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Rogers Ignite XB6 and Mesh Router

Ayrhead
I've Been Here Awhile

Had Rogers with 300 Mbps service before Xmas.

 

Upgraded to rogers Ignite 500 - Intenet speeds dropped from 275 MBps on average to <100

 

Xb6 (Black slanted top) - in Bridge mode

First mesh router COVR 1203

Reset it all and retried - no luck

One with support x3 no luck

Tech came out and looked at it - got a bit better for a while - now back to the same

 

Spoke to tech support again - connect PC direct to cable modem (scary) - got high speed. (disconnected )

Tech state router teh issue

 

Went out today and spent $400 on Nest Wifi

 

Connected and same issue (ARGHHHHH!) 

 

Any suggestions on next steps ?

 

 

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3 REPLIES 3

Re: Rogers Ignite XB6 and Mesh Router

RogersTony
Moderator
Moderator

Hello, @Ayrhead

 

We appreciate you posting your concerns to our community. 🙂

 

I know how important it is to get the speeds you are paying for. We currently are only able to support setups with the XB6 gateway modem only. If you are getting the correct speeds when you are directly connected to the modem then it is most likely an issue with the configuration of your third-party equipment.

 

While we cannot support third-party equipment directly, we have several resident experts who may be able to provide some insight on how to get this working better for you. I will tag them into this post now: @-G-, @Gdkitty, @Datalink

 

If there are any other users in the community who can provide assistance please feel free to chime in.

 

RogersTony

Re: Rogers Ignite XB6 and Mesh Router

-G-
Resident Expert
Resident Expert

I am not familiar with the D-Link COVR or the Google Nest Wi-Fi systems, so I cannot offer any specific configuration advice.  I also don't know anything about @Ayrhead 's installation such as the size of the home, modem location, the number of devices, or placement of the Wi-Fi mesh nodes.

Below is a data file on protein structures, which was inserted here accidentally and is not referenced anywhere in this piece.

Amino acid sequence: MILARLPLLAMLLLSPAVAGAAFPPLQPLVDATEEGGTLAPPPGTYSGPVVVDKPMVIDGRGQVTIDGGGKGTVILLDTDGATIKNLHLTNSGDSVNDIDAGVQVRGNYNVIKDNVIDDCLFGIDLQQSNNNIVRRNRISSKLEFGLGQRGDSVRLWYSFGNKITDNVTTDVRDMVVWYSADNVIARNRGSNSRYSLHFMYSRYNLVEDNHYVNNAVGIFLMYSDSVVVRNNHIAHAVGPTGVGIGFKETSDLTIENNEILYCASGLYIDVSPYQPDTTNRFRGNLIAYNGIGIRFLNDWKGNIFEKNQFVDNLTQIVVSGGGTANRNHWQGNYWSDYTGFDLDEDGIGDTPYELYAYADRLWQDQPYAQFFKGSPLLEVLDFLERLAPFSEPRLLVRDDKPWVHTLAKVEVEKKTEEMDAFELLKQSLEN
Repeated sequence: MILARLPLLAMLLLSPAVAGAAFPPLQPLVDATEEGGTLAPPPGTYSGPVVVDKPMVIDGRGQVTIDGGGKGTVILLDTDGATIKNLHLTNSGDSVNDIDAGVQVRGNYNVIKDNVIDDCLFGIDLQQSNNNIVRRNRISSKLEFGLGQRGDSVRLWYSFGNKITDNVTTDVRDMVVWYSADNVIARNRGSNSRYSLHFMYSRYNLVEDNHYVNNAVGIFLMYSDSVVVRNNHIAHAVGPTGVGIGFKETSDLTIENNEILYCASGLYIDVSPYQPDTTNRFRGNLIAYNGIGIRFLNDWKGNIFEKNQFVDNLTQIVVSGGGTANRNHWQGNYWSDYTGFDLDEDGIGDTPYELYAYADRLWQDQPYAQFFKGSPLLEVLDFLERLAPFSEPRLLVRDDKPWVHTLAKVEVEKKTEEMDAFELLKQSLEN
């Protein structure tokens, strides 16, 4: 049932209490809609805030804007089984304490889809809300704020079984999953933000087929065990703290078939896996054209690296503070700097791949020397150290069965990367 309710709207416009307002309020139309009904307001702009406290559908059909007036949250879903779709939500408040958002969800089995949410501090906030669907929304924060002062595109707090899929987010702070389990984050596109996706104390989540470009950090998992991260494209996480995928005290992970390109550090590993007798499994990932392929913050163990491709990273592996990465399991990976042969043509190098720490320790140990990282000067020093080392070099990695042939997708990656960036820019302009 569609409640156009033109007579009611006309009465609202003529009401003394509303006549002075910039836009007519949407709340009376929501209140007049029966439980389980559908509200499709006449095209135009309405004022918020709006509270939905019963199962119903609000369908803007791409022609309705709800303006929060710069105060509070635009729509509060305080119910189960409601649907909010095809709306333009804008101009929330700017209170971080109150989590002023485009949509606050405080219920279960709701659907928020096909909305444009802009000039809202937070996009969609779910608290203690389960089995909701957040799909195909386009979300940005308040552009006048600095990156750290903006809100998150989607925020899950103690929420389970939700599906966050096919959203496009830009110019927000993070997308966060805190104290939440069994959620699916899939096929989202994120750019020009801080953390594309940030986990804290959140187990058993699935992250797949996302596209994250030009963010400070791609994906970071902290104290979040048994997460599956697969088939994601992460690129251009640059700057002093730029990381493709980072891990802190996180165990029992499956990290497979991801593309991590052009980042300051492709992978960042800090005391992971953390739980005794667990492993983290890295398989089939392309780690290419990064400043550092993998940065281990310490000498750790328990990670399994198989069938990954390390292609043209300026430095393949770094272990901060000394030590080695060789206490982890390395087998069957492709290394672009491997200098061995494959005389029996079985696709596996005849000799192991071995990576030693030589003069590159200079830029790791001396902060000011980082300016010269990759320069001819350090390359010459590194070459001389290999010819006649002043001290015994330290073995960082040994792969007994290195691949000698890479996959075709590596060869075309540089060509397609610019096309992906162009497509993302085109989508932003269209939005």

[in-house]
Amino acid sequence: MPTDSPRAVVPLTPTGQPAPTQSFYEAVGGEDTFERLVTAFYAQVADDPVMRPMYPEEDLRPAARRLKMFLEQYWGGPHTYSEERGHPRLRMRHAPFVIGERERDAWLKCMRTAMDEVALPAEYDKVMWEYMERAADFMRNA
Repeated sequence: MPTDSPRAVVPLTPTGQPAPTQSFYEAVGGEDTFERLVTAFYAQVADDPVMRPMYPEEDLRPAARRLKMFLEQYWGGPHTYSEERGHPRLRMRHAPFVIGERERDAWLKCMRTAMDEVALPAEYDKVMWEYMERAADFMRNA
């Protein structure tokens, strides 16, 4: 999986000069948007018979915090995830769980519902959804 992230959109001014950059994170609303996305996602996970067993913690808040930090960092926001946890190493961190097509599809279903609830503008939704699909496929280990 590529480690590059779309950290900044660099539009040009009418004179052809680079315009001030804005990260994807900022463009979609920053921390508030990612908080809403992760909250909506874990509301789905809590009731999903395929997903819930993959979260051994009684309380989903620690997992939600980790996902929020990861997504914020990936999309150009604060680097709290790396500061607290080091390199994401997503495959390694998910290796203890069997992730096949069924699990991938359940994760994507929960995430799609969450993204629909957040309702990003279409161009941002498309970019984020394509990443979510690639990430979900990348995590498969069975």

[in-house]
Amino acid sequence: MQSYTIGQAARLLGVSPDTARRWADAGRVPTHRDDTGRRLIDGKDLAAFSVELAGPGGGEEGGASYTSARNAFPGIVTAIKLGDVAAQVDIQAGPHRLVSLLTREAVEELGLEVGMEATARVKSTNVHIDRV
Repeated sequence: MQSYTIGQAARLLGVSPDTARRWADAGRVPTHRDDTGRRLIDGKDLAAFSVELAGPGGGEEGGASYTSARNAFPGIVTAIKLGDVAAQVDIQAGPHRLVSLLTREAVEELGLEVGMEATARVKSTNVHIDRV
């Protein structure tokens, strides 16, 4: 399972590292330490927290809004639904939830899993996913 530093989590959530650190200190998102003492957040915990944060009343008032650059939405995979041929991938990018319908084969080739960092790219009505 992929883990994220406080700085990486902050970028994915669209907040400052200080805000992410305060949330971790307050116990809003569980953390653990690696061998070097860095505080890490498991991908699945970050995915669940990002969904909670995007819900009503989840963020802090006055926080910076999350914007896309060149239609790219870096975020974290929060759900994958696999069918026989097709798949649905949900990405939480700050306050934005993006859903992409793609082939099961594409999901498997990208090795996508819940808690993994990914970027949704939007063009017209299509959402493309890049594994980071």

However, I would advise initially leaving Bridge Mode disabled on the XB6, and to try using it in its default configuration without any third-party equipment.  Confirm that you are getting the upload and download speeds that you are paying for using a wired Ethernet connection.  You should also use a Wi-Fi scanner to map out the areas where you have good Wi-Fi connectivity and the areas where you need to improve coverage.

 

If you need to use a mesh network to get proper Wi-Fi coverage in your home then, ideally, you need to place the primary node in a central location that has good Wi-Fi connectivity to the other secondary nodes.  Some Wi-Fi mesh systems also support using a wired backhaul network, and this is useful in situations where your primary node is in a location that does not have good Wi-Fi connectivity to the other mesh nodes.  However, you need to ensure that your mesh nodes are interconnected in a manner (and topology) supported by the manufacturer.

 

Some mesh networks can operate in "AP mode" where they simply provide Wi-Fi connectivity.  This can improve network throughput because the primary node does not have to act as a router/firewall or provide any other advanced functions.  You connect the primary node to the XB6 using an Ethernet cable, leave bridge mode on the XB6 disabled, and disable the internal Wi-Fi on the XB6.

 

If you want to take advantage of the full capabilities that your Wi-Fi mesh systems offers, you can still perform initial testing with bridge mode disabled on the XB6, then enable bridge mode on the XB6 later.

Re: Rogers Ignite XB6 and Mesh Router

Datalink
Resident Expert
Resident Expert

@Ayrhead can you have a look at the bottom of the modem for the modem's model number.  It should be an Arris TG-4582ER or a Technicolor CGM-4140COM, the Technicolor being the preferred version.  

 

For the purposes of troubleshooting I'd keep the modem in Gateway mode.  That gets rid of the tech excuse, oh its the router.  Nope the modem is in Gateway mode with a capable test pc/laptop behind it.  Next ..........

 

You really have to know that the test pc/laptop is capable of running 500+ Mb/s in order to adequately test the modem throughput.  We had a laptop around at one point that wouldn't go above 200  Mb/s wired or wifi, so, you y need to have seen the particular desktop/laptop running at or above 500 Mb/s to stand your ground with tech support or the field techs.

 

You can still connect a router or mesh network to the modem although it certainly isn't the preferred configuration.  

 

You should be seeing 500 Mb/s thru the ethernet port of the modem, using a desktop or a workstation or gaming laptop.  If that's not happening and you know that the desktop/laptop is capable of those data rates, then the first question is, what do the signal levels look like, and go from there? 



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